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The Economic Recovery Is Staggeringly Tilted Towards the Rich

Getty Images/Chris Jackson

Good news! The average annual income level has surpassed its 2008 peak, not accounting for inflation.

Source: Bureau of Labor Statistics

Bad news! That rebound has come almost entirely for high-income households.

High vs low income income changes
Source: Bureau of Labor Statistics

The Bureau of Labor Statistics released new graphs on household income levels and spending in the aftermath of the Great Recession. Unsurprisingly, the top 20 percent of earners saw the greatest boost: their 2012 incomes were $8,000 greater than their 2008 incomes. But for the lowest quintile, their incomes are still below their 2008 level.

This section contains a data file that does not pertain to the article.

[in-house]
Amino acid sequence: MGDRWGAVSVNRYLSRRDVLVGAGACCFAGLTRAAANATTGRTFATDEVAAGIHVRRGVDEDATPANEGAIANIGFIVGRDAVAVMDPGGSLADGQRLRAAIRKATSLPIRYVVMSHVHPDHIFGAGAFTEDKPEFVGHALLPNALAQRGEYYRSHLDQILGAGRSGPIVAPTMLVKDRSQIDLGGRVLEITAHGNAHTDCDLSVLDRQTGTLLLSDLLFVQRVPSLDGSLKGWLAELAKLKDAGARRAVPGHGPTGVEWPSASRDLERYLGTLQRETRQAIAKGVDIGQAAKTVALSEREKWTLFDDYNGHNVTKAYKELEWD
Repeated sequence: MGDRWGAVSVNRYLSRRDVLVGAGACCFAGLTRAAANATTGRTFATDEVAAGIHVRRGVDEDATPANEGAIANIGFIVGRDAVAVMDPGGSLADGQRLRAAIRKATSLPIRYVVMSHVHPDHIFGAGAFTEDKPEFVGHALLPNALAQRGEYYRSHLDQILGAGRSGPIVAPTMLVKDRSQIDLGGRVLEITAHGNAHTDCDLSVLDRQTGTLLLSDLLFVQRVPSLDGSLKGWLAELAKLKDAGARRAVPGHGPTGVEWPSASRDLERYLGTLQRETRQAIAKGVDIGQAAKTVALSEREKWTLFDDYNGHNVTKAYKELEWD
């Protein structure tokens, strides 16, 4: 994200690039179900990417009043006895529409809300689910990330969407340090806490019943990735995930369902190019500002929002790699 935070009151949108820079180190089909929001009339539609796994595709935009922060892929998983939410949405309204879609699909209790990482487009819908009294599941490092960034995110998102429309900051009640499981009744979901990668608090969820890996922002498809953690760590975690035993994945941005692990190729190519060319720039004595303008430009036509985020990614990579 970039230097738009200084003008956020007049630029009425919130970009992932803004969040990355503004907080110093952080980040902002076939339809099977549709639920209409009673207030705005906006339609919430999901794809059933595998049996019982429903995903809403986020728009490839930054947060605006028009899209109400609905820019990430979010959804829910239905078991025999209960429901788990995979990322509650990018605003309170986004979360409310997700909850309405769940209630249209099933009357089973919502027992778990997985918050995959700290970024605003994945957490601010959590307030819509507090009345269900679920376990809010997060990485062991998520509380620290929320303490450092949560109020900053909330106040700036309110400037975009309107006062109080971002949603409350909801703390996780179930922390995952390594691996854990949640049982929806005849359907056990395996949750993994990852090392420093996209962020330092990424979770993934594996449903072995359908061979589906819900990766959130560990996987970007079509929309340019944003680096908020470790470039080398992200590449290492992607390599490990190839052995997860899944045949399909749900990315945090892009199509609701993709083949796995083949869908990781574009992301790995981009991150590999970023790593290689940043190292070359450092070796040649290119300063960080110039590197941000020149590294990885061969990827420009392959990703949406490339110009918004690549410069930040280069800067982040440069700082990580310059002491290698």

As for expenditures—what households actually spend their money on—the rich lead the way there as well, but the gap between them and middle- and low-income households is much smaller:

Expenditures high vs low income
Source: Bureau of Labor Statistics

What are the rich spending their additional income on? Mostly health care, transportation and education while they’re consuming a lot less in housing. As for low-income households, they’ve cut back on apparel and entertainment while spending more on “cash contributions,” which include giving money to people outside the household or organizations (such as to a charity):

High vs low income expenditure changes
Source: Bureau of Labor Statistics

Check out the full slideshow at BLS’s site.